The U.S. backs out of the Paris climate agreement even as carbon dioxide (CO2) levels continue to rise. Through photosynthesis, plants are able to turn CO2 into yield. Logic tells us that more CO2 should boost crop production, but a new review from the University of Illinois shows that some crops, including corn, are adapted to a pre-industrial environment and cannot distribute their resources effectively to take advantage of extra CO2.
Most plants (including soybeans, rice, canola, and all trees) are C3 because they fix CO2 first into a carbohydrate containing three carbon atoms. Corn, sorghum, and sugarcane belong to a special group of plants known as C4, so-called because they first fix CO2 into a four-carbon carbohydrate during photosynthesis. On average, C4 crops are 60 percent more productive than C3 crops.
When crops are grown in elevated CO2 that mimic future atmospheric conditions, research shows that C3 crops can become more productive while some experiments suggest that C4 crops would be no more productive in a higher CO2 world.
“As scientists, we need to think several steps ahead to anticipate what the Earth will look like five to 30 years from now, and how we can design crops to perform well under those conditions,” said Charles Pignon, a former postdoctoral researcher at Illinois. “We decided that a literature review and a retrospective analysis of biochemical limitations in photosynthesis would be able to give us some insight into why C4 crops might not respond and how we might alter this.”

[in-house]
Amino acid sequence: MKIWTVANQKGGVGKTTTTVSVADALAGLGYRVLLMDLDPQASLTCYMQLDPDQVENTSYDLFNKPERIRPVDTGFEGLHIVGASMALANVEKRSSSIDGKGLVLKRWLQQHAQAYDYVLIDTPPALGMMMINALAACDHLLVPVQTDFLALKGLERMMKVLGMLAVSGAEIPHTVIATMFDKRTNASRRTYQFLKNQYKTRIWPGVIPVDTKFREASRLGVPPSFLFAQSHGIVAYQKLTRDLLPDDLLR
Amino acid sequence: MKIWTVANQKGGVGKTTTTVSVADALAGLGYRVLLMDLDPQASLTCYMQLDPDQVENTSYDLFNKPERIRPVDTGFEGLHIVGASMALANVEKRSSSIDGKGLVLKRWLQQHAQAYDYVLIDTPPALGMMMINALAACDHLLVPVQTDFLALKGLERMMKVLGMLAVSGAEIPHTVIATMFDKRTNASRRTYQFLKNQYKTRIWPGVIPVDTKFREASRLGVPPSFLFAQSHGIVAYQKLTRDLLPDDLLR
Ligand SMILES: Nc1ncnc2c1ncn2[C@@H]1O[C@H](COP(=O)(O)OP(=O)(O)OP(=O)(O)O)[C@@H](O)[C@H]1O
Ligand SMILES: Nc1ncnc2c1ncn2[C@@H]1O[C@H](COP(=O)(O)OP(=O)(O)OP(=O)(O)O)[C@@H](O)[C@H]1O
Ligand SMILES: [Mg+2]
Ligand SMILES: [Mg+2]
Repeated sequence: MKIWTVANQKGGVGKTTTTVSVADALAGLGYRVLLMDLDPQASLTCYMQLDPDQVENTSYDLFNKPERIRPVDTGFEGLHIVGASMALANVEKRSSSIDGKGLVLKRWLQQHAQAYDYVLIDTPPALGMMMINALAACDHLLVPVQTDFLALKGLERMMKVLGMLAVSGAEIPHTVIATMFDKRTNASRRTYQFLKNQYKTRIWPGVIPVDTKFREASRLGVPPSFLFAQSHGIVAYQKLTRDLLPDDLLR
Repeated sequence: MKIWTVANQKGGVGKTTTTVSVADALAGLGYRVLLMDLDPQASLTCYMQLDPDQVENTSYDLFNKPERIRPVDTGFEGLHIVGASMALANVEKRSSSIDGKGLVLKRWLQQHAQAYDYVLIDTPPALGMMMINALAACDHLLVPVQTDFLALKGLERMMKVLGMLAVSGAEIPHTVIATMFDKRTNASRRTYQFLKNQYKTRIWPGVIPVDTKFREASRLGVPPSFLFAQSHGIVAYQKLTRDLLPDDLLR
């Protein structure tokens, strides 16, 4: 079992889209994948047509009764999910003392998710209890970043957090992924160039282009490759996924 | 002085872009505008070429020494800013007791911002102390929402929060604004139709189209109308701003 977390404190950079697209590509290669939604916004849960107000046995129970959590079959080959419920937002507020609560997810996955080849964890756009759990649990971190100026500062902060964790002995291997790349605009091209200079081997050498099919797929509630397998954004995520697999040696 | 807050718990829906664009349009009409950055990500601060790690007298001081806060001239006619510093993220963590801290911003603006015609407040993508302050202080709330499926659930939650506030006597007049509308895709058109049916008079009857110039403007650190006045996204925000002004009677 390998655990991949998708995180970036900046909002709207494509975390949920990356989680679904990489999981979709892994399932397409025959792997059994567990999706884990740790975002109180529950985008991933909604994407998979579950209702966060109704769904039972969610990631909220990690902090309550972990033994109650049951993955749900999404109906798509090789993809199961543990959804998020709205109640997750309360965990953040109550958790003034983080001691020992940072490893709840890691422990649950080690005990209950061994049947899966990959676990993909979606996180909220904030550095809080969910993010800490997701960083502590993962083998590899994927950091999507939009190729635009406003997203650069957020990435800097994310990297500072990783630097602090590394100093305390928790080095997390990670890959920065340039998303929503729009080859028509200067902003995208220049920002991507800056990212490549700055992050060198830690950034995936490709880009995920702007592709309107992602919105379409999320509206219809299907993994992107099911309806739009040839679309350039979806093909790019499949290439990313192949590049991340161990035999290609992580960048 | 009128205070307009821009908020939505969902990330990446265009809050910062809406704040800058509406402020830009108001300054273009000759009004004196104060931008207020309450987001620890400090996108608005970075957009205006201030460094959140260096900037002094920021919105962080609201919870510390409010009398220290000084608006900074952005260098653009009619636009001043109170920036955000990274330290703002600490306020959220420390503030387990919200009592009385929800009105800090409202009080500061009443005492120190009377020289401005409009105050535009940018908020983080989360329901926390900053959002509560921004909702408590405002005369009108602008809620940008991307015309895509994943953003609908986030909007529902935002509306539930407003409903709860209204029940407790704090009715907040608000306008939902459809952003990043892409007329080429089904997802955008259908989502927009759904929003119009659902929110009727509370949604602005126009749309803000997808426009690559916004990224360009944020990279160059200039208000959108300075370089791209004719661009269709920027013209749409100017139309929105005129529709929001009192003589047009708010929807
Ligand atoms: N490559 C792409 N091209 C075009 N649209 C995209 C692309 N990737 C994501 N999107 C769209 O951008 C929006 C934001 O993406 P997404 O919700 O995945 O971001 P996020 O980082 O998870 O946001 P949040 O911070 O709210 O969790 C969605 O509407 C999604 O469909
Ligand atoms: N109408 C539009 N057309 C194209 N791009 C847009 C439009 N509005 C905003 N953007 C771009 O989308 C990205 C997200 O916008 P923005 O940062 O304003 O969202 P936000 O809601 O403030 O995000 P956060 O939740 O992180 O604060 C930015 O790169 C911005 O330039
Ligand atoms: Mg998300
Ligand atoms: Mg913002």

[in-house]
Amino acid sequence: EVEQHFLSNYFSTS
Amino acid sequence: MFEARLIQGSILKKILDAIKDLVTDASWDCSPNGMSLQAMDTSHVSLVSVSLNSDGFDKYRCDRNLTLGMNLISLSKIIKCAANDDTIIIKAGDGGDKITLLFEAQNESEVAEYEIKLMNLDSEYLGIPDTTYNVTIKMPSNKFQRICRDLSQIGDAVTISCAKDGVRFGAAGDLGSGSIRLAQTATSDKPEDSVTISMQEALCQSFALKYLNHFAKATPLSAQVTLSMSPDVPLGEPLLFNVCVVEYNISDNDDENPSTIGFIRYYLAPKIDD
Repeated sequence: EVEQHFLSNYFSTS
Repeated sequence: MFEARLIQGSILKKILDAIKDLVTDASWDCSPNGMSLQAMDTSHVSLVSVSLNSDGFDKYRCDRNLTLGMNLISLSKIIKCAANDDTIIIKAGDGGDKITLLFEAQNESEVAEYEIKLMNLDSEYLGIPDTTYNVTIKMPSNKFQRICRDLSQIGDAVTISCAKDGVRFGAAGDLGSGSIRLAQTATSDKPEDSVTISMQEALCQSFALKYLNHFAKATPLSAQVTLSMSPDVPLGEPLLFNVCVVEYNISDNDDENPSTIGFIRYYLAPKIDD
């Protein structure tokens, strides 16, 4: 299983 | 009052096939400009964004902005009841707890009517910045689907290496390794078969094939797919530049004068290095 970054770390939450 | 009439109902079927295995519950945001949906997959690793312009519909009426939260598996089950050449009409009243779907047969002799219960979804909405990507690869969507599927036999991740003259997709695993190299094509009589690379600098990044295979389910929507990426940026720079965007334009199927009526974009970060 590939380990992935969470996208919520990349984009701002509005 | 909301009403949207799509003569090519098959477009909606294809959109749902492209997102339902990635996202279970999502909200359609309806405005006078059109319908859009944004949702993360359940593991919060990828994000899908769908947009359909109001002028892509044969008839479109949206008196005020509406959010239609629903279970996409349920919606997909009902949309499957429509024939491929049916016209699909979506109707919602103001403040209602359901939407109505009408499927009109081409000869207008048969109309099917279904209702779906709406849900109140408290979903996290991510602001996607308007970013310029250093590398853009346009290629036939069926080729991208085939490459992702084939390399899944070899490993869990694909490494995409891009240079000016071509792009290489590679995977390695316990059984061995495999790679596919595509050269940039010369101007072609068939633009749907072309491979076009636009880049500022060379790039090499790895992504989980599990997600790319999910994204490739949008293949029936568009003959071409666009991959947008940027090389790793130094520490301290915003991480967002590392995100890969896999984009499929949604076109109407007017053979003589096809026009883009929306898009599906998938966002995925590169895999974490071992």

The literature review, published in Plant, Cell & Environment, was supported by Water Efficient Sorghum Technologies (WEST), a research project that aimed to develop bioenergy crops that produce more biomass with less water, with funding from the Advanced Research Projects Agency-Energy (ARPA-E).
The team assembled a dataset of photosynthesis measurements from 49 C4 species, including the crops that could reveal photosynthetic limitations. The consistent pattern that emerged was that at low CO2–well below what plants would have experienced before the industrial revolution–C4 photosynthesis was limited by the activity of the enzyme that fixes CO2. However, at today’s CO2 levels, C4 photosynthesis was limited by the capacity to provide the three-carbon molecule that accepts the fourth CO2.
“This finding is analogous to a car assembly line where the supply of engines is outpacing the supply of chassis to accept them,” said co-author Stephen Long, the Stanley O. Ikenberry Chair Professor of Plant Biology and Crop Sciences. “We need to engineer these plants to better balance their resources in one or both of two-ways.”
First, the authors suggest that C4 crops need to cut back on the amount of the enzyme used to fix CO2 and re-invest the saved resources into making more of the CO2 acceptor molecule.
Secondly, they need to restrict the supply of CO2 into the leaf by reducing the number of pores (stomata) on the leaf surface. “Lowering the CO2 within the leaf would re-optimize the biochemistry, without lowering the rate of photosynthesis, and with fewer stomata, less water would be lost so we are increasing the crop’s water use efficiency,” Long said.
The WEST project concluded in 2019. These proposed changes to C4 crops are now being pursued through the Center for Advanced Bioenergy and Bioproducts Innovation (CABBI), which is supported by the Department of Energy.